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New 2,000-Yen Bill Could Bolster Economy Activity

December 15, 1999

The 2,000-yen note helps commemorate the G8 Summit in Okinawa. (Financial Bureau, Ministry of Finance)

A 2,000-yen (19 U.S. dollars at 105 yen to the dollar) bill will make its debut in time for the Group of Eight leaders' meeting in Okinawa in July 2000. A directive for the new note, which will serve as the centerpiece of the country's millennium projects, was issued at the first meeting of Prime Minister Keizo Obuchi's reshuffled coalition cabinet following its launch on October 5, 1999.

As the first new currency denomination to be introduced since December 1958, when the 10,000-yen (95-dollar) note went into circulation, the 2,000-yen bill has generated a great deal of excitement. The two localities featured in the design have hailed the decision particularly highly, and there are growing hopes that it will stimulate demand among vending machine manufacturers and boost economic activity.

Good Timing
Commenting on the decision, Prime Minister Obuchi stressed the 2,000-yen bill's suitableness in commemorating the year 2000 and the hosting of the G8 Summit, an event of great importance to Japan. He also emphasized the widespread circulation of currency bearing the digit two in other countries and their convenience for the public.

The front of the bill will carry an illustration of Shureimon, a gate at Shuri Castle in the city of Naha, Okinawa, to commemorate the hosting of the G8 Summit in the prefecture. The back will feature a scene from the Tale of Genji--a literary masterpiece set in Kyoto and dating back nearly a thousand years--and an image of its author, Murasaki Shikibu. The bill will roll off the press beginning next spring, with 100 million bills scheduled for the first printing.

Since World War II, Japan's coins and paper money have all been in denominations bearing the digits one and five. Only three types of paper money are in circulation; the 1,000-yen (9.5-dollar), 5,000-yen (47-dollar), and 10,000-yen notes. Of the total number issued, 10,000-yen bills account for 60.2%, 1,000-yen bills for 35.2%, and 5,000-yen bills for 4.6% (as of August 1999).

By contrast, notes with the digit two make up a substantial share of other countries' currencies. The U.S. 20-dollar bill accounts for 24.3% of all notes issued in the country, the British 20-pound note for 25.6%, and the French 200-franc note for 27.9% (as of the end of 1993). The Bank of Japan believes that the 2,000-yen note will catch on and cause a major shift in the proportion of 10,000-yen and 1,000-yen notes issued.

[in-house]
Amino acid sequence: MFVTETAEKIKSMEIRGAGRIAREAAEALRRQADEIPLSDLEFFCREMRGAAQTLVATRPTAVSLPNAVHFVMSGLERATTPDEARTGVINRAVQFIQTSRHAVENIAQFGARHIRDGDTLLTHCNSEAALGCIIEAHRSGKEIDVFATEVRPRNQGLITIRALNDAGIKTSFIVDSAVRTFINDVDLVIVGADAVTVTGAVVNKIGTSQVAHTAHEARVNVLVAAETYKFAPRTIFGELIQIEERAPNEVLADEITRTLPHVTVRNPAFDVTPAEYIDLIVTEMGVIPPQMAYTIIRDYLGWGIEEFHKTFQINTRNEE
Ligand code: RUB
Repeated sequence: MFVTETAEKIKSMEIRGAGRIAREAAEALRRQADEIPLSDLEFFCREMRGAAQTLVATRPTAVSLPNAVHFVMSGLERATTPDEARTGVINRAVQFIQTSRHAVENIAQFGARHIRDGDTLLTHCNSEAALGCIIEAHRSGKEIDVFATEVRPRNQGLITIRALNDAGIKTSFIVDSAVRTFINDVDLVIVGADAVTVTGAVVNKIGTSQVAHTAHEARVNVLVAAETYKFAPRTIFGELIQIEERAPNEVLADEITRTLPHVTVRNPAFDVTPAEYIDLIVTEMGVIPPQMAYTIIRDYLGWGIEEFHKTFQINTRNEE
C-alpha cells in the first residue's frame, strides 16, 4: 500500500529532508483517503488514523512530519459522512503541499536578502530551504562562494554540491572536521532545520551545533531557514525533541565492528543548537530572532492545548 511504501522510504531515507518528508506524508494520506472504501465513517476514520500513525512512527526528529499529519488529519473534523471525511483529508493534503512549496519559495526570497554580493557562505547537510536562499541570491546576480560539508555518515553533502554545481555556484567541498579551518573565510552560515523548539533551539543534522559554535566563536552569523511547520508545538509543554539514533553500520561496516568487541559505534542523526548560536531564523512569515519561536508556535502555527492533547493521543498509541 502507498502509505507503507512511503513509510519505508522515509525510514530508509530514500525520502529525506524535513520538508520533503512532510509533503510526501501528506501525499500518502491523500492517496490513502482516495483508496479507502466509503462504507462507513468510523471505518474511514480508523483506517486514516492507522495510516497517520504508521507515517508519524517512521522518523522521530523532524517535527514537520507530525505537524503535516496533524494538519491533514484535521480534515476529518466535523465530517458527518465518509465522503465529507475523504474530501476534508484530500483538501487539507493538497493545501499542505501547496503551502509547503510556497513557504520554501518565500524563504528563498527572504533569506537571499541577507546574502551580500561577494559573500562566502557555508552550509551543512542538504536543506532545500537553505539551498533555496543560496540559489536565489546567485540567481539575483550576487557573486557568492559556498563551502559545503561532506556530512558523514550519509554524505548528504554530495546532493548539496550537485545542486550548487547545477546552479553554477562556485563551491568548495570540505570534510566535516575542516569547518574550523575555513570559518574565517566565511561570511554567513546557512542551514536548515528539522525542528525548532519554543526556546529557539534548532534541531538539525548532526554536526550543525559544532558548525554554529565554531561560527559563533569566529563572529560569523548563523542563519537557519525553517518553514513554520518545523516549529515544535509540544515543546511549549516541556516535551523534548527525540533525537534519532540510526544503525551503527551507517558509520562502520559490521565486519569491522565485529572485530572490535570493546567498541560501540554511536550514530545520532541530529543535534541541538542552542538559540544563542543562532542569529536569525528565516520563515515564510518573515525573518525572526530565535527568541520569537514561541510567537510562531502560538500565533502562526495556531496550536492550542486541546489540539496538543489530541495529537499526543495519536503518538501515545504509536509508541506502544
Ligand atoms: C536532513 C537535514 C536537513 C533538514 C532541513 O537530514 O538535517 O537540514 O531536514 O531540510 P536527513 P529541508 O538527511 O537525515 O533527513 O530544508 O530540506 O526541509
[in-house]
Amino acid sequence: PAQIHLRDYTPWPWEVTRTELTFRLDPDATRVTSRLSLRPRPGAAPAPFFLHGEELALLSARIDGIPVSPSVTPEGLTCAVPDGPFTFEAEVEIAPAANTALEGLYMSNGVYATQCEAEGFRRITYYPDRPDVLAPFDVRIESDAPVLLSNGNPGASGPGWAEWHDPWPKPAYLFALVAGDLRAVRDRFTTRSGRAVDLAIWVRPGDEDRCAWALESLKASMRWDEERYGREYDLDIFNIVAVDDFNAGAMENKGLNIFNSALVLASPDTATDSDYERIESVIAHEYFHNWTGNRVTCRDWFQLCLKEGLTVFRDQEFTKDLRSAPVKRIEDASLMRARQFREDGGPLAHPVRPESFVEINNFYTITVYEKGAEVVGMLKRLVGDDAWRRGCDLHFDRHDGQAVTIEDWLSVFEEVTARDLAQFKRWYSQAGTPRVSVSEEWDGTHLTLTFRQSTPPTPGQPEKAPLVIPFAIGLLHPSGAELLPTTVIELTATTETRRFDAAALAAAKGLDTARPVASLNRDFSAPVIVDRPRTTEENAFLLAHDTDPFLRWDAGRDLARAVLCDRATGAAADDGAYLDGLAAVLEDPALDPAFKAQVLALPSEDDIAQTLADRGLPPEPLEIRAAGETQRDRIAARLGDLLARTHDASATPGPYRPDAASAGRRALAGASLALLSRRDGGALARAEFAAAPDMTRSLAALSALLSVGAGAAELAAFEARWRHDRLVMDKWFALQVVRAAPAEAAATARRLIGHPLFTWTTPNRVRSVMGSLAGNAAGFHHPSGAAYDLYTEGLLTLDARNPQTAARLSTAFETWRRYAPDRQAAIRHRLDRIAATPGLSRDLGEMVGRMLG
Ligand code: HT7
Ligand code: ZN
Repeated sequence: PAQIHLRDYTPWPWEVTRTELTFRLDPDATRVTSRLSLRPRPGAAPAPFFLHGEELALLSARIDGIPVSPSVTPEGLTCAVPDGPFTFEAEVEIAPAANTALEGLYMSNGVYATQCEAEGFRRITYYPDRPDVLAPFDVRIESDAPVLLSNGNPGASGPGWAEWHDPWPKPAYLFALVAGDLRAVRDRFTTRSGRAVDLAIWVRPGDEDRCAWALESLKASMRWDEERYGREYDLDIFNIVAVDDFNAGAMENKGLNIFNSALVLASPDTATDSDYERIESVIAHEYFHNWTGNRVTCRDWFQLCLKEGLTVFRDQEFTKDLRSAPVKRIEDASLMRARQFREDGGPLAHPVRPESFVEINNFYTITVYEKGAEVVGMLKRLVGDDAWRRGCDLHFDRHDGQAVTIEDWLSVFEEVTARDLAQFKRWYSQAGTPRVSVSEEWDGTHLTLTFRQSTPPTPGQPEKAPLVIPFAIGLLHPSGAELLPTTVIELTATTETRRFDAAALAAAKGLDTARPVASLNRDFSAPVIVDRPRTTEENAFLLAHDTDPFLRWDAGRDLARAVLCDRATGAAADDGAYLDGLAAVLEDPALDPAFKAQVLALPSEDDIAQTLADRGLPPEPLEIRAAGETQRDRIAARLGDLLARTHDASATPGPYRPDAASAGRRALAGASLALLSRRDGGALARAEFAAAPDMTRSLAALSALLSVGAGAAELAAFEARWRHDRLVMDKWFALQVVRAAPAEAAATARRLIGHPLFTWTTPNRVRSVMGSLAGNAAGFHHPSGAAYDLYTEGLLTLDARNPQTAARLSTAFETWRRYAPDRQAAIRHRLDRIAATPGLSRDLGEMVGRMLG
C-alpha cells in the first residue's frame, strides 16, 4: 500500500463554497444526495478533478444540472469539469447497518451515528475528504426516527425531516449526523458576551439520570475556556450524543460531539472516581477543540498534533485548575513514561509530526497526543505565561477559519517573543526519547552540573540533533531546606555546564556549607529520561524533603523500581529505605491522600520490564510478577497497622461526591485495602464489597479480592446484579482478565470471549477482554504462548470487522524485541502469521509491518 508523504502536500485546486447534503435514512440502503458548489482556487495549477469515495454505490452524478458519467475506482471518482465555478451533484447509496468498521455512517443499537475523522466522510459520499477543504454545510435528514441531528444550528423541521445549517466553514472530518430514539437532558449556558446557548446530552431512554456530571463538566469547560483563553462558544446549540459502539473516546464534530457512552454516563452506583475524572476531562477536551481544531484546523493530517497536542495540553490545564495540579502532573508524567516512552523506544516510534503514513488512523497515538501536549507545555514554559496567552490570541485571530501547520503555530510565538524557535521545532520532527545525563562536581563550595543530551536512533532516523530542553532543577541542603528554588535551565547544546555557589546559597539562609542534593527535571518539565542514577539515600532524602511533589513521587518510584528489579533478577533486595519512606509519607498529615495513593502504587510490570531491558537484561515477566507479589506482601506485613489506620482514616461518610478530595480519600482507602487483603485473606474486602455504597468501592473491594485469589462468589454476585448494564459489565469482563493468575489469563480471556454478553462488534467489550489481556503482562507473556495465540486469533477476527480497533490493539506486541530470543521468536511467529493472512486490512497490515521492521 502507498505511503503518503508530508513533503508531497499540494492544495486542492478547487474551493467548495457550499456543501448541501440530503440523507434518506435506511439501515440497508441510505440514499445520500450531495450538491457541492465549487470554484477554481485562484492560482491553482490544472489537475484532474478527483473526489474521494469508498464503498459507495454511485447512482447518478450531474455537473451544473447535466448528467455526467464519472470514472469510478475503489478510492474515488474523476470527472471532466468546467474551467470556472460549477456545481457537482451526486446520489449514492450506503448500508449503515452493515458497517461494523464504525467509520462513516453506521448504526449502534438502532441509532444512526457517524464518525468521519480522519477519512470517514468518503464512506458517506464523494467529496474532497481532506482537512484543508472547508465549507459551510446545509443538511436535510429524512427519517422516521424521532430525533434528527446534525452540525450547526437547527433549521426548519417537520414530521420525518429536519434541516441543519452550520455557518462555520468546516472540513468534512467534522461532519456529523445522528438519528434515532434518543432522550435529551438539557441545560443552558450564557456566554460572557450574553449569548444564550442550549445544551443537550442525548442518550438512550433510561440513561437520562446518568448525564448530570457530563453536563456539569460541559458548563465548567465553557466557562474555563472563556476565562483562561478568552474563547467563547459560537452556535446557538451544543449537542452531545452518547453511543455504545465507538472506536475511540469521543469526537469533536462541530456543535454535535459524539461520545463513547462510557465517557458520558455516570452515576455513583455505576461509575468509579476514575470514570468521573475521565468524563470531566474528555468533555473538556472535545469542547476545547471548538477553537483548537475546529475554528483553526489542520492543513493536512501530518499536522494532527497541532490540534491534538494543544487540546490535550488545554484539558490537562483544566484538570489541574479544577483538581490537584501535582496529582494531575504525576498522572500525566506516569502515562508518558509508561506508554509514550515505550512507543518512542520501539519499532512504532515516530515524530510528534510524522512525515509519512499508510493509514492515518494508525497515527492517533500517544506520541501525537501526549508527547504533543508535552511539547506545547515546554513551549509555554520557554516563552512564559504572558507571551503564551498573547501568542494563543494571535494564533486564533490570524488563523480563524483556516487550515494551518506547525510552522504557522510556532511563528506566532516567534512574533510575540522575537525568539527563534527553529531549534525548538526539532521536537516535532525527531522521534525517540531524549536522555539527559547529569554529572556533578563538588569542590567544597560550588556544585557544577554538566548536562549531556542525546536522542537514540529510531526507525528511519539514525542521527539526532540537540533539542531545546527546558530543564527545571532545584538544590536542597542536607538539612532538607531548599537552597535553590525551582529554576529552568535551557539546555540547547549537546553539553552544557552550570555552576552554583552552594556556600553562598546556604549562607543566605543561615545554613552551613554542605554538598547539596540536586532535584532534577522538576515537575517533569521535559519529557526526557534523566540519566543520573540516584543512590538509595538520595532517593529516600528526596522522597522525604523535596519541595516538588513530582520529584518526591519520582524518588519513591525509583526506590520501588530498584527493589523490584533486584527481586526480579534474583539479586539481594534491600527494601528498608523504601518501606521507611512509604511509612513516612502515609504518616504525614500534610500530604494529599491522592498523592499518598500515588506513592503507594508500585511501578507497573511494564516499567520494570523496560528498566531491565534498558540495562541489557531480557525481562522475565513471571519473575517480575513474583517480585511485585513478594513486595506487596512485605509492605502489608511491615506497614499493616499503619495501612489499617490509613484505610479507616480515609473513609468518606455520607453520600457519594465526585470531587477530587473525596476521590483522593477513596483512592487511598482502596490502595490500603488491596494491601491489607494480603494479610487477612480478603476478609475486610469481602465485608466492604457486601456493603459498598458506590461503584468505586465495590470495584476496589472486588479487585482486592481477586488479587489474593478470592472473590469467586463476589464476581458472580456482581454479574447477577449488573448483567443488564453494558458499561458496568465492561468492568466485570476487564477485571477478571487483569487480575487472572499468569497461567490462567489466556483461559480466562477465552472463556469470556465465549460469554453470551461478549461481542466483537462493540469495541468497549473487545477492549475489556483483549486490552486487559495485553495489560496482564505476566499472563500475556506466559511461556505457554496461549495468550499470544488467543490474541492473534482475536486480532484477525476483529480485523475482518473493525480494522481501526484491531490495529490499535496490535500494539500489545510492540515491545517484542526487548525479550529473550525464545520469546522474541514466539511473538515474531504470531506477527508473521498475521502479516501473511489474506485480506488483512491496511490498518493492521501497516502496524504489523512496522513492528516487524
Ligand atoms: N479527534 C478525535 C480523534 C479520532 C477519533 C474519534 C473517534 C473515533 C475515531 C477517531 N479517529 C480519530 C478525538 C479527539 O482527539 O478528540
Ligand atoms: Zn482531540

A Golden Opportunity
Prime Minister Obuchi had been inconspicuously soliciting support for the new note as a highlight of the government's millennium projects. His idea was reportedly inspired by the U.S. two-dollar bill, which was issued in 1976 to commemorate that country's bicentennial. Obuchi's reported goal was to come up with a plan that would have the historical impact of the Apollo space project, hold out hope for economic rejuvenation, and readily gain public approval.

The announcement of the 2,000-yen note took the world of finance by surprise. Most had assumed that a 100,000-yen note would be next in line because 10,000-yen bills already account for more than 90% (91.2% as of August 1999) of currencies in circulation in terms of value. The choice of the 2,000-yen bill made sense with the approach of the new millennium and also made news for its unexpectedness.

Okinawa and Kyoto are delighted that they are being featured on the new bill and have high hopes it will become the springboard for a resurgence of local activity. And a number of industries are already pinning their hopes on a growth in demand. Machinery manufacturers stand to benefit as vending machines, cash dispensers, and train ticket vendors will have to be modified or rebuilt to handle the notes. And paper pulp makers can expect an increase in demand connected with the actual printing of the bills.

Shops and restaurants will likely capitalize on the bill's introduction by advertising 2,000-yen sales or 2,000-yen lunches. However, some people are concerned that the new bill could give shops an excuse to jack up prices that are now slightly under 2,000 yen. Others believe that consumption will rise as an indirect benefit, as numerous events are held to commemorate the start of the millennium, the Kyushu-Okinawa Summit, and the issuance of the new bill.

Many economists are skeptical about the 2,000-yen bill's impact on economic activity, but businesses are generally optimistic, saying they will do what they can to make the most of it.

Trends in JapanEdited by Japan Echo Inc. based on domestic Japanese news sources. Articles presented here are offered for reference purposes and do not necessarily represent the policy or views of the Japanese Government.